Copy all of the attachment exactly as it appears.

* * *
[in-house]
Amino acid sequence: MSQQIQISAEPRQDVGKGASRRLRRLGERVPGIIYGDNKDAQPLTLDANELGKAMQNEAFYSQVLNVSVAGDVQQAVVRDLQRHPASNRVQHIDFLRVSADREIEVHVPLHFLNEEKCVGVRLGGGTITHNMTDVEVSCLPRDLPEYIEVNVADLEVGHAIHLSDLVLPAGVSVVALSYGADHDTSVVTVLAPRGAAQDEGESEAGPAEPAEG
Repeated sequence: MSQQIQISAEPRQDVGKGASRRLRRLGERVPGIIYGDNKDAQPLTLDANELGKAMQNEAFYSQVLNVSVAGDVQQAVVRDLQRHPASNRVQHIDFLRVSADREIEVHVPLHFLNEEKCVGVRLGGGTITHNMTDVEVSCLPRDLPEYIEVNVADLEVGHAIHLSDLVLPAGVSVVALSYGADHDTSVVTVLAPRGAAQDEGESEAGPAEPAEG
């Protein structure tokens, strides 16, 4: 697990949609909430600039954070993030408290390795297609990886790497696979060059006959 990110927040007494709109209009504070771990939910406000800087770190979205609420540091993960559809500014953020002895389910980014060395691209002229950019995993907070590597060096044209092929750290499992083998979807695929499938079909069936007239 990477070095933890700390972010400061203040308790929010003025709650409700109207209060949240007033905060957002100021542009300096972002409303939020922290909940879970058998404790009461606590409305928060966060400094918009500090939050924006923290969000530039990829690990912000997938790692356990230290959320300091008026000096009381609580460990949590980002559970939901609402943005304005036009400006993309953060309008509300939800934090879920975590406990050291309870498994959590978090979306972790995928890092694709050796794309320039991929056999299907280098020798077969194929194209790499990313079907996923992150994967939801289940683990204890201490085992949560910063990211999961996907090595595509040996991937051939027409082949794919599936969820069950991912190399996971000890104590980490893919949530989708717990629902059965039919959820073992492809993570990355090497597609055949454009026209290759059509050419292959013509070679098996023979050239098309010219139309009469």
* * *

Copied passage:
[in-house]
Amino acid sequence: MSQQIQISAEPRQDVGKGASRRLRRLGERVPGIIYGDNKDAQPLTLDANELGKAMQNEAFYSQVLNVSVAGDVQQAVVRDLQRHPASNRVQHIDFLRVSADREIEVHVPLHFLNEEKCVGVRLGGGTITHNMTDVEVSCLPRDLPEYIEVNVADLEVGHAIHLSDLVLPAGVSVVALSYGADHDTSVVTVLAPRGAAQDEGESEAGPAEPAEG
Repeated sequence: MSQQIQISAEPRQDVGKGASRRLRRLGERVPGIIYGDNKDAQPLTLDANELGKAMQNEAFYSQVLNVSVAGDVQQAVVRDLQRHPASNRVQHIDFLRVSADREIEVHVPLHFLNEEKCVGVRLGGGTITHNMTDVEVSCLPRDLPEYIEVNVADLEVGHAIHLSDLVLPAGVSVVALSYGADHDTSVVTVLAPRGAAQDEGESEAGPAEPAEG
């Protein structure tokens, strides 16, 4: 697990949609909430600039954070993030408290390795297609990886790497696979060059006959 990110927040007494709109209009504070771990939910406000800087770190979205609420540091993960559809500014953020002895389910980014060395691209002229950019995993907070590597060096044209092929750290499992083998979807695929499938079909069936007239 990477070095933890700390972010400061203040308790929010003025709650409700109207209060949240007033905060957002100021542009300096972002409303939020922290909940879970058998404790009461606590409305928060966060400094918009500090939050924006923290969000530039990829690990912000997938790692356990230290959320300091008026000096009381609580460990949590980002559970939901609402943005304005036009400006993309953060309008509300939800934090879920975590406990050291309870498994959590978090979306972790995928890092694709050796794309320039991929056999299907280098020798077969194929194209790499990313079907996923992150994967939801289940683990204890201490085992949560910063990211999961996907090595595509040996991937051939027409082949794919599936969820069950991912190399996971000890104590980490893919949530989708717990629902059965039919959820073992492809993570990355090497597609055949454009026209290759059509050419292959013509070679098996023979050239098309010219139309009469």